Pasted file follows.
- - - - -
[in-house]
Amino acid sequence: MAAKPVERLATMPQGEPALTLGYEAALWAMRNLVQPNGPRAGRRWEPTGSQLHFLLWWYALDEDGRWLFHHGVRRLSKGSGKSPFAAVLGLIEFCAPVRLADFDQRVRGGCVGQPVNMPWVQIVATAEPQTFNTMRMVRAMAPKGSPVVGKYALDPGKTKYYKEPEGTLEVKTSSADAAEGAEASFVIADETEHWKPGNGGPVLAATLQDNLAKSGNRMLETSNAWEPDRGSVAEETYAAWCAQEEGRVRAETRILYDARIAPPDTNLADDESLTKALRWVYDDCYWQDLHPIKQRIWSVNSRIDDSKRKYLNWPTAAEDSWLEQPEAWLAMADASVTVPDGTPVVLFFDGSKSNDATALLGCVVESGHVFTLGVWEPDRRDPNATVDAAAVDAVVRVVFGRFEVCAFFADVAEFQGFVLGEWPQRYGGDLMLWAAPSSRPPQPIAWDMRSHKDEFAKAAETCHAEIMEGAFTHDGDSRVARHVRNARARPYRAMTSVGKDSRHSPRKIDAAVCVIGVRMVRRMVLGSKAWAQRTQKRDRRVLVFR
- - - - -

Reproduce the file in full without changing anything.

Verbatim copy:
[in-house]
Amino acid sequence: MAAKPVERLATMPQGEPALTLGYEAALWAMRNLVQPNGPRAGRRWEPTGSQLHFLLWWYALDEDGRWLFHHGVRRLSKGSGKSPFAAVLGLIEFCAPVRLADFDQRVRGGCVGQPVNMPWVQIVATAEPQTFNTMRMVRAMAPKGSPVVGKYALDPGKTKYYKEPEGTLEVKTSSADAAEGAEASFVIADETEHWKPGNGGPVLAATLQDNLAKSGNRMLETSNAWEPDRGSVAEETYAAWCAQEEGRVRAETRILYDARIAPPDTNLADDESLTKALRWVYDDCYWQDLHPIKQRIWSVNSRIDDSKRKYLNWPTAAEDSWLEQPEAWLAMADASVTVPDGTPVVLFFDGSKSNDATALLGCVVESGHVFTLGVWEPDRRDPNATVDAAAVDAVVRVVFGRFEVCAFFADVAEFQGFVLGEWPQRYGGDLMLWAAPSSRPPQPIAWDMRSHKDEFAKAAETCHAEIMEGAFTHDGDSRVARHVRNARARPYRAMTSVGKDSRHSPRKIDAAVCVIGVRMVRRMVLGSKAWAQRTQKRDRRVLVFR